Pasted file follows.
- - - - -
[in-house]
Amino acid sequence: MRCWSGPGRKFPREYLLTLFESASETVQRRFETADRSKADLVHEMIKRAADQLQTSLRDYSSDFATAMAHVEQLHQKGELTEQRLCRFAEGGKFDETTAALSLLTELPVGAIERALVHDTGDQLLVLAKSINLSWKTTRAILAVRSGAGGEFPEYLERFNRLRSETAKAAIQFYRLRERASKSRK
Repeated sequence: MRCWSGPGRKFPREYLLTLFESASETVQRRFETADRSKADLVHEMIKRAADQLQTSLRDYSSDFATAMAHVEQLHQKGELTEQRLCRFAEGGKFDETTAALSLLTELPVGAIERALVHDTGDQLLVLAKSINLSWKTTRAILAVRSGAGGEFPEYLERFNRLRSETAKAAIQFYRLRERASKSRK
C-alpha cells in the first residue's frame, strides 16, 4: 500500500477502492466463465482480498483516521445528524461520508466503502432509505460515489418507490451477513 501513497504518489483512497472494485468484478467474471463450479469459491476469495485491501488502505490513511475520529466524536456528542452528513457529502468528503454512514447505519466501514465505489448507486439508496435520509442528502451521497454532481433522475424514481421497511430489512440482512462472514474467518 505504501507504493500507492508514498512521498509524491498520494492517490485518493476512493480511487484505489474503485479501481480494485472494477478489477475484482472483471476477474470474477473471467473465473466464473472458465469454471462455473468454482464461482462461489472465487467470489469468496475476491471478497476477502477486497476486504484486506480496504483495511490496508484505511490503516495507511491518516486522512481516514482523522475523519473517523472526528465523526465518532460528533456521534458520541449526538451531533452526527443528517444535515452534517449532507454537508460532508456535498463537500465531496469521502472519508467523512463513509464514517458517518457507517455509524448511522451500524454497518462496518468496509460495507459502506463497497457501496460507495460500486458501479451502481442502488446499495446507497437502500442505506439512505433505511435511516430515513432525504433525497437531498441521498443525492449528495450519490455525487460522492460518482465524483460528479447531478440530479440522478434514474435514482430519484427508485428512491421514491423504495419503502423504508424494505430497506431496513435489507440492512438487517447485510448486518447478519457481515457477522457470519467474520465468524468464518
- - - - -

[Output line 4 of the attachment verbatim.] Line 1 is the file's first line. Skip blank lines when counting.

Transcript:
C-alpha cells in the first residue's frame, strides 16, 4: 500500500477502492466463465482480498483516521445528524461520508466503502432509505460515489418507490451477513 501513497504518489483512497472494485468484478467474471463450479469459491476469495485491501488502505490513511475520529466524536456528542452528513457529502468528503454512514447505519466501514465505489448507486439508496435520509442528502451521497454532481433522475424514481421497511430489512440482512462472514474467518 505504501507504493500507492508514498512521498509524491498520494492517490485518493476512493480511487484505489474503485479501481480494485472494477478489477475484482472483471476477474470474477473471467473465473466464473472458465469454471462455473468454482464461482462461489472465487467470489469468496475476491471478497476477502477486497476486504484486506480496504483495511490496508484505511490503516495507511491518516486522512481516514482523522475523519473517523472526528465523526465518532460528533456521534458520541449526538451531533452526527443528517444535515452534517449532507454537508460532508456535498463537500465531496469521502472519508467523512463513509464514517458517518457507517455509524448511522451500524454497518462496518468496509460495507459502506463497497457501496460507495460500486458501479451502481442502488446499495446507497437502500442505506439512505433505511435511516430515513432525504433525497437531498441521498443525492449528495450519490455525487460522492460518482465524483460528479447531478440530479440522478434514474435514482430519484427508485428512491421514491423504495419503502423504508424494505430497506431496513435489507440492512438487517447485510448486518447478519457481515457477522457470519467474520465468524468464518